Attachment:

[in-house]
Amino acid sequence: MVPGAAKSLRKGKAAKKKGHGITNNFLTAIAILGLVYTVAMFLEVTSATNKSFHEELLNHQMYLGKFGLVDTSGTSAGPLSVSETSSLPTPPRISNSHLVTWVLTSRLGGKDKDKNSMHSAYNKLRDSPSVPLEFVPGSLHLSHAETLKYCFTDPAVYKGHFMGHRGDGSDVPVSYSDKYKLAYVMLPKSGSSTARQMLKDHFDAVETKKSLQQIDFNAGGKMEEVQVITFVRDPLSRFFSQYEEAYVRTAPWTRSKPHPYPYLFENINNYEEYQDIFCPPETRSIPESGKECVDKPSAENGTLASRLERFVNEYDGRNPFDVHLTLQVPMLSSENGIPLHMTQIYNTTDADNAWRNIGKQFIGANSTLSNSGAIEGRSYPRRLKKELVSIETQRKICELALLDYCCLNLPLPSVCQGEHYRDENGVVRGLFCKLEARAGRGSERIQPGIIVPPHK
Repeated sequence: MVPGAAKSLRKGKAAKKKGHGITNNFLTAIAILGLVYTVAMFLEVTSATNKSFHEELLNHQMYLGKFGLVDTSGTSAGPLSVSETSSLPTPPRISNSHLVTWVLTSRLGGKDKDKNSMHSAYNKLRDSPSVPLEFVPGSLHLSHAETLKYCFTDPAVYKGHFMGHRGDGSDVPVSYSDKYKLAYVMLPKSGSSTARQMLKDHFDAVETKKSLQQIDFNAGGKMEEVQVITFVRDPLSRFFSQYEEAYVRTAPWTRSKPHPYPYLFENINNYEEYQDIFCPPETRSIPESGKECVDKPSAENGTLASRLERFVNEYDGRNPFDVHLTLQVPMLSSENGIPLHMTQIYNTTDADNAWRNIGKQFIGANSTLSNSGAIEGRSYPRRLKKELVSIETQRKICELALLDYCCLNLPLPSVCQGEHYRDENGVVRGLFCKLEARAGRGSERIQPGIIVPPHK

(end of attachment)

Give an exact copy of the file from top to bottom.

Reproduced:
[in-house]
Amino acid sequence: MVPGAAKSLRKGKAAKKKGHGITNNFLTAIAILGLVYTVAMFLEVTSATNKSFHEELLNHQMYLGKFGLVDTSGTSAGPLSVSETSSLPTPPRISNSHLVTWVLTSRLGGKDKDKNSMHSAYNKLRDSPSVPLEFVPGSLHLSHAETLKYCFTDPAVYKGHFMGHRGDGSDVPVSYSDKYKLAYVMLPKSGSSTARQMLKDHFDAVETKKSLQQIDFNAGGKMEEVQVITFVRDPLSRFFSQYEEAYVRTAPWTRSKPHPYPYLFENINNYEEYQDIFCPPETRSIPESGKECVDKPSAENGTLASRLERFVNEYDGRNPFDVHLTLQVPMLSSENGIPLHMTQIYNTTDADNAWRNIGKQFIGANSTLSNSGAIEGRSYPRRLKKELVSIETQRKICELALLDYCCLNLPLPSVCQGEHYRDENGVVRGLFCKLEARAGRGSERIQPGIIVPPHK
Repeated sequence: MVPGAAKSLRKGKAAKKKGHGITNNFLTAIAILGLVYTVAMFLEVTSATNKSFHEELLNHQMYLGKFGLVDTSGTSAGPLSVSETSSLPTPPRISNSHLVTWVLTSRLGGKDKDKNSMHSAYNKLRDSPSVPLEFVPGSLHLSHAETLKYCFTDPAVYKGHFMGHRGDGSDVPVSYSDKYKLAYVMLPKSGSSTARQMLKDHFDAVETKKSLQQIDFNAGGKMEEVQVITFVRDPLSRFFSQYEEAYVRTAPWTRSKPHPYPYLFENINNYEEYQDIFCPPETRSIPESGKECVDKPSAENGTLASRLERFVNEYDGRNPFDVHLTLQVPMLSSENGIPLHMTQIYNTTDADNAWRNIGKQFIGANSTLSNSGAIEGRSYPRRLKKELVSIETQRKICELALLDYCCLNLPLPSVCQGEHYRDENGVVRGLFCKLEARAGRGSERIQPGIIVPPHK